Unfair share and the bottom of the funnel
The competitors most vulnerable to losing out at the bottom of the funnel are those in highly competitive markets with weak brand health compounded by poor physical availability. The battle at the bottom of the funnel is to maximize the conversion of your brand preference while minimizing the success of your competitors’ bottom of the funnel, diversionary tactics. The trouble is matching competitors’ tactics involves diluting your own enterprise value by giving away value to those who would ordinarily come to your brand without further inducement. The question becomes one of marginal costs versus marginal benefit.
How then do you maximize the success of your own bottom of the funnel tactics while minimizing the loss of enterprise value? The lowest cost tactics are those that simply reinforce at the point of sale your top of the funnel, brand health drivers. Returning to our telecommunications example, you execute bottom of the funnel tactics to reinforce your network performance. Alas, for some, the lure of superior network coverage is not enough to offset the bargain of a free streaming service and so you need more (Exhibit Two).
Exhibit Two – Diversionary tactics to win the battle of choice over preference
Building an efficient bottom of the funnel playbook
For digital media, feedback on the efficacy of creative can be almost instantaneous and approaches such as A/B testing enables performance marketing to be continuously improved. A more efficient and scientific means to optimize diversionary tactics is to run MaxDiff[i] (maximum difference scaling) experiments using the brand and advertising tracker data collection. The fast and simple method bely the power of the resultant discrete choice model and the guidance it provides for optimizing bottom of the funnel performance marketing.
Unlike top of the funnel brand preference methods that screen the full array of hypothetical drivers to identify the primary behavioral motivators that maximize brand preference, MaxDiff scientifically identifies the tactics that work at the bottom of the funnel to maximize choice for the “last three feet.” If the market prefers your competitor’s product or service, MaxDiff enables you to cost effectively identify how to augment your offer to diminish the competitor’s advantage.
The need to optimize performance marketing is continuous and therefore, MaxDiff experiments should match the cadence of the brand and advertising tracker data collection. The approach Forethought uses is to progressively assemble a playbook of learnings. Learnings are initially “written in pencil” and as they are successfully applied in-market, “written in ink.” The playbook becomes jointly developed by the client, creative and insights partner.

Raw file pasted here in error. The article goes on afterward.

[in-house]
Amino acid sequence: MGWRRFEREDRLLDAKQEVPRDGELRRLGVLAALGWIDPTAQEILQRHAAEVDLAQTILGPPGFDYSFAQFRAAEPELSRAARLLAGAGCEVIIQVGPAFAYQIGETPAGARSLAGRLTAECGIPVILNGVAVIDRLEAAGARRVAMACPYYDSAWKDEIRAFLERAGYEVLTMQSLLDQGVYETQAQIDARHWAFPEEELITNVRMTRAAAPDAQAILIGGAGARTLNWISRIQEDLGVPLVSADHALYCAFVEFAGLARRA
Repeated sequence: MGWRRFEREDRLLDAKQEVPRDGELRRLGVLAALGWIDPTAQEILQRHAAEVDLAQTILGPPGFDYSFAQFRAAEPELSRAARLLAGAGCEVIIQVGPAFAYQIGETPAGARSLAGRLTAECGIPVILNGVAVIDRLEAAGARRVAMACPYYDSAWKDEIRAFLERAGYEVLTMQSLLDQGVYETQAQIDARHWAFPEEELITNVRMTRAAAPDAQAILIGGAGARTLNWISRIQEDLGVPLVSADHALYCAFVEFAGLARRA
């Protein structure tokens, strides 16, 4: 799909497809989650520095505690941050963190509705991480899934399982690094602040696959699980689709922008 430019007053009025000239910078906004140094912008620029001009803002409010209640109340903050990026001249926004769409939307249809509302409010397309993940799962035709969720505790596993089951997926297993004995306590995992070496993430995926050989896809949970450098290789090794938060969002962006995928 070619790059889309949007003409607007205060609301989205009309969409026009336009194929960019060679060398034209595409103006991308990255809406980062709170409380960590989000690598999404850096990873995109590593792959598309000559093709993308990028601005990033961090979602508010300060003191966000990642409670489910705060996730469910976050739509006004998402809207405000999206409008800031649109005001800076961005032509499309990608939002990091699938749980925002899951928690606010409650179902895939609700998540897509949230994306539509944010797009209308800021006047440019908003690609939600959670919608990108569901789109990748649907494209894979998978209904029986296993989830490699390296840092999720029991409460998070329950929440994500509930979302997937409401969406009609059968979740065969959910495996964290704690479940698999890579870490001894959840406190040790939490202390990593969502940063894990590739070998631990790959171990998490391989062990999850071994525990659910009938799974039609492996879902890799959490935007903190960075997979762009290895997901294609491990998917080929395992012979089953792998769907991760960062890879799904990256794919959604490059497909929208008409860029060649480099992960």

The need to optimize performance marketing is continuous
The dichotomy between brand preference and brand choice or alternatively, brand building and performance marketing may lead some to consider these Forethought findings are complementary to those addressed in the 2013 IPA, Binet and Field study based on advertising awards submissions, ‘The Long and The Short of It.’ On the contrary, our work which is based on unbiased, market performance data proves that building brand preference based on the rational and emotional drivers of choice at the top of the funnel, in most instances leads to brand choice at the bottom of the funnel and it is essentially the presence of those pesky competitor’s tactics that requires bottom of the funnel initiatives otherwise, we’d have a pipe.
For a more detailed discussion please see ‘The Folly of the The Long and the Short of It’[ii] and ‘The funnel alibi: Why brand building and activation should be undertaken simultaneously.’ [iii]
All in all
Brand owners lament that their brand health at the top of the funnel does not entirely translate into brand choice at the bottom of the funnel. Turning the funnel into a pipeline requires marketers to understand why buyers’ first choice preferences do not necessarily translate into buyers’ choice. The most common reason is competitors’ tactics that elevate diversionary, secondary attributes in the buyer’s mind during that all important “last three feet,”
[i] The Forethought approach is Prophecy® Deflection™ This method is used to deflect prospective customers whose first choice is a competitor away from the competitor and towards our client.